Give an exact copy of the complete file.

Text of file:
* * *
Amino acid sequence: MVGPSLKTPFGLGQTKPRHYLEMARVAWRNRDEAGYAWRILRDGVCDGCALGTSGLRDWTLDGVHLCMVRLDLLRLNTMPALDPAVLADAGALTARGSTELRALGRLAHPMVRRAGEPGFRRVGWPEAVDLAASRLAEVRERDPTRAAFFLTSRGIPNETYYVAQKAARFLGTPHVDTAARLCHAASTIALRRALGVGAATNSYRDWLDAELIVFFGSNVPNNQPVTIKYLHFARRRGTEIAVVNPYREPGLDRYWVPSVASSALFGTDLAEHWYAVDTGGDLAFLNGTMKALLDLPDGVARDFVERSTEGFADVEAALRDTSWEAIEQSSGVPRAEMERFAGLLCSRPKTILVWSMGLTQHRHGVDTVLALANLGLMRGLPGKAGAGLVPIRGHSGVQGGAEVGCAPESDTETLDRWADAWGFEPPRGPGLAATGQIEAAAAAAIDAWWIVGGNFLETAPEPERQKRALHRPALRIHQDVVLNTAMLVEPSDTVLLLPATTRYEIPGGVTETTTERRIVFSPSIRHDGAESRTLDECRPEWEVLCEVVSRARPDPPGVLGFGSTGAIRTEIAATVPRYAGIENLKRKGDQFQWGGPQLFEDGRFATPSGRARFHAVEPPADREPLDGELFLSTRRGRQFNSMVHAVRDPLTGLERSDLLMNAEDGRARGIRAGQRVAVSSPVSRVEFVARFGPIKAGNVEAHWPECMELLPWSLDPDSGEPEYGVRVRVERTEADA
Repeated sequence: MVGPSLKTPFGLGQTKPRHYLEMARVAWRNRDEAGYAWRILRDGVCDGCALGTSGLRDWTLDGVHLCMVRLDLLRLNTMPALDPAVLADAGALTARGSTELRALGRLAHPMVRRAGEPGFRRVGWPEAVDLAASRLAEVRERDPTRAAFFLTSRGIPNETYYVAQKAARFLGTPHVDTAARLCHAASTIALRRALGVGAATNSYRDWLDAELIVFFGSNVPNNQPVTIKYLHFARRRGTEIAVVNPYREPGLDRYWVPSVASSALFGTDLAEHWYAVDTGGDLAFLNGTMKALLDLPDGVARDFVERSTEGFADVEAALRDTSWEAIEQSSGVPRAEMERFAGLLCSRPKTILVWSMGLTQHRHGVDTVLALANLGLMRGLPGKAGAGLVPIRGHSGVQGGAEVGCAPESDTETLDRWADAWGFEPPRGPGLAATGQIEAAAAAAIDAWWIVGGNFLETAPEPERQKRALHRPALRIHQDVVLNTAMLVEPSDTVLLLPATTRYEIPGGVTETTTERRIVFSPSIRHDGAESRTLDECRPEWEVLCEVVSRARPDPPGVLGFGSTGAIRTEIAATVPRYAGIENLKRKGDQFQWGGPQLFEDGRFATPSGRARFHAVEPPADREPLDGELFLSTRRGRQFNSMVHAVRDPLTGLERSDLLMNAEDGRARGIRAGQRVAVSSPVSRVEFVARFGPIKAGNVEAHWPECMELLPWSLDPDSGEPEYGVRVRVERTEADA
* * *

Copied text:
Amino acid sequence: MVGPSLKTPFGLGQTKPRHYLEMARVAWRNRDEAGYAWRILRDGVCDGCALGTSGLRDWTLDGVHLCMVRLDLLRLNTMPALDPAVLADAGALTARGSTELRALGRLAHPMVRRAGEPGFRRVGWPEAVDLAASRLAEVRERDPTRAAFFLTSRGIPNETYYVAQKAARFLGTPHVDTAARLCHAASTIALRRALGVGAATNSYRDWLDAELIVFFGSNVPNNQPVTIKYLHFARRRGTEIAVVNPYREPGLDRYWVPSVASSALFGTDLAEHWYAVDTGGDLAFLNGTMKALLDLPDGVARDFVERSTEGFADVEAALRDTSWEAIEQSSGVPRAEMERFAGLLCSRPKTILVWSMGLTQHRHGVDTVLALANLGLMRGLPGKAGAGLVPIRGHSGVQGGAEVGCAPESDTETLDRWADAWGFEPPRGPGLAATGQIEAAAAAAIDAWWIVGGNFLETAPEPERQKRALHRPALRIHQDVVLNTAMLVEPSDTVLLLPATTRYEIPGGVTETTTERRIVFSPSIRHDGAESRTLDECRPEWEVLCEVVSRARPDPPGVLGFGSTGAIRTEIAATVPRYAGIENLKRKGDQFQWGGPQLFEDGRFATPSGRARFHAVEPPADREPLDGELFLSTRRGRQFNSMVHAVRDPLTGLERSDLLMNAEDGRARGIRAGQRVAVSSPVSRVEFVARFGPIKAGNVEAHWPECMELLPWSLDPDSGEPEYGVRVRVERTEADA
Repeated sequence: MVGPSLKTPFGLGQTKPRHYLEMARVAWRNRDEAGYAWRILRDGVCDGCALGTSGLRDWTLDGVHLCMVRLDLLRLNTMPALDPAVLADAGALTARGSTELRALGRLAHPMVRRAGEPGFRRVGWPEAVDLAASRLAEVRERDPTRAAFFLTSRGIPNETYYVAQKAARFLGTPHVDTAARLCHAASTIALRRALGVGAATNSYRDWLDAELIVFFGSNVPNNQPVTIKYLHFARRRGTEIAVVNPYREPGLDRYWVPSVASSALFGTDLAEHWYAVDTGGDLAFLNGTMKALLDLPDGVARDFVERSTEGFADVEAALRDTSWEAIEQSSGVPRAEMERFAGLLCSRPKTILVWSMGLTQHRHGVDTVLALANLGLMRGLPGKAGAGLVPIRGHSGVQGGAEVGCAPESDTETLDRWADAWGFEPPRGPGLAATGQIEAAAAAAIDAWWIVGGNFLETAPEPERQKRALHRPALRIHQDVVLNTAMLVEPSDTVLLLPATTRYEIPGGVTETTTERRIVFSPSIRHDGAESRTLDECRPEWEVLCEVVSRARPDPPGVLGFGSTGAIRTEIAATVPRYAGIENLKRKGDQFQWGGPQLFEDGRFATPSGRARFHAVEPPADREPLDGELFLSTRRGRQFNSMVHAVRDPLTGLERSDLLMNAEDGRARGIRAGQRVAVSSPVSRVEFVARFGPIKAGNVEAHWPECMELLPWSLDPDSGEPEYGVRVRVERTEADA